Its time once again for Monday Message Board, assuming the server stays up long enough :-(. Post comments on any topic. As usual, civilised discussion and no coarse language.
I probably won’t have time for a full scale response to the end of Peter Costello’s political career, so I’ll just offer two words. “No Loss”. Feel free to give your own more detailed, and perhaps more charitable views.
While Michèle Lamont is visiting CT, and talking about cross-disciplinary comparisons and interactions, I thought I would raise a question about questions.
As background, my first “real” job was in a government research agency. Seminars were part of the process, and the norm was that senior staff would open the questions. In this context, it was almost invariably safe to ask “What are the policy implications”. That’s still true for some of the seminars I attend, but in others (economic theory, for example), such a question would be at best a faux pas, and the all-purpose question might be something like “Does this work in a monetary economy?”.
So, what are the all-purpose questions in different fields (or are there fields without such questions), and what, if anything does this reveal about those fields?
When a Man Loves a Woman trailer
My hosting service is having some problems with the server at present. I’m hoping they will be fixed soon, and I will then try to deal with the problems affecting the theme, previews and so on. Posting may continue light for a while longer, partly because addressing this takes up time and partly because I’ve been busy generally.
BTW, Brisbane readers might catch me on the history segment of Sunday’s Seven News, talking about Budgets and similar.
It’s time again for weekend reflections, which makes space for longer than usual comments on any topic. As always, civilised discussion and no coarse language.
Last night I had the pleasure of speaking at the Brisbane launch of Ben McNeil’s The Clean Industrial Revolution
, held at the Red Sea Gallery in Fortitude Valley. It’s rare to find a book I agree with so thoroughly. Ben gets the economic balance just right: stabilising the global climate means a lot more than turning off light bulbs and having shorter showers, but it doesn’t mean we can’t have steadily increasing prosperity in poor countries as well as those that are already rich. But, ignoring the way the world is going, and trying to hang on to a coal-based economy will mean missing out on those opportunities, unless we can find a way to turn the rhetoric of clean coal (that is, carbon capture and sequestration into a reality). Like me, Ben is agnostic on the prospects for CCS, and concerned that it seems to used more as a basis for wishful thinking about avoiding change than about a serious commitment to develop and implement a workable solution if one can be found. Finally, the book gets it right on the role of markets: without markets and a proper price for carbon nothing will be achieved, but we need to do a lot more than set a price and leave the market to work. If you only buy one book on climate change, this should be it.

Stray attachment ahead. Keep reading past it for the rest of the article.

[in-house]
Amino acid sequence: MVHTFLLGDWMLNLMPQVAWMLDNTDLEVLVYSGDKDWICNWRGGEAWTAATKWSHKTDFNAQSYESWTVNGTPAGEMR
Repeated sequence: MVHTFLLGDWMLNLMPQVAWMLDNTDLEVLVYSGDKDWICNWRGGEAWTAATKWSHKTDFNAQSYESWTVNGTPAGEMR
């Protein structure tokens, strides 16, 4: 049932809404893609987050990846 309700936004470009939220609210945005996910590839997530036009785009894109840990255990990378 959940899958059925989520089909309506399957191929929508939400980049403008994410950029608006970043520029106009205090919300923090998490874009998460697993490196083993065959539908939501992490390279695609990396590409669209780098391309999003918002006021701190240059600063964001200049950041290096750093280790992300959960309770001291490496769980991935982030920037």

Eastern Promises download
The strong showing in the EU elections by Sweden’s Pirate Party
is the outcome of yet another Pyhrric victory for the strong IP movement, which succeeded, a couple of months ago in securing prison sentences for the Swedish operators of filesharing site Pirate Bay. This galvanised about 7 per cent of Swedish voters into supporting the Pirate Party, which reflects the typical feelings of Internet users: hostile to intrusive and aggressive IP, concerned about privacy for individuals and households, in favour of transparency for corporations and governments. These feelings are, of course, diametrically opposed to those of the elite groups that have historically driven policy on these issues. In the light of this public reaction, and the absence of any corresponding electoral support for the IP lobby, governments everywhere will think twice before endorsing criminal prosecution of IP violators.
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Its time once again for Monday Message Board. Post comments on any topic. As usual, civilised discussion and no coarse language. Given that it’s the Queen’s Birthday holiday (actually that of some previous monarch, I think), feel free to offer your thoughts on an Australian republic.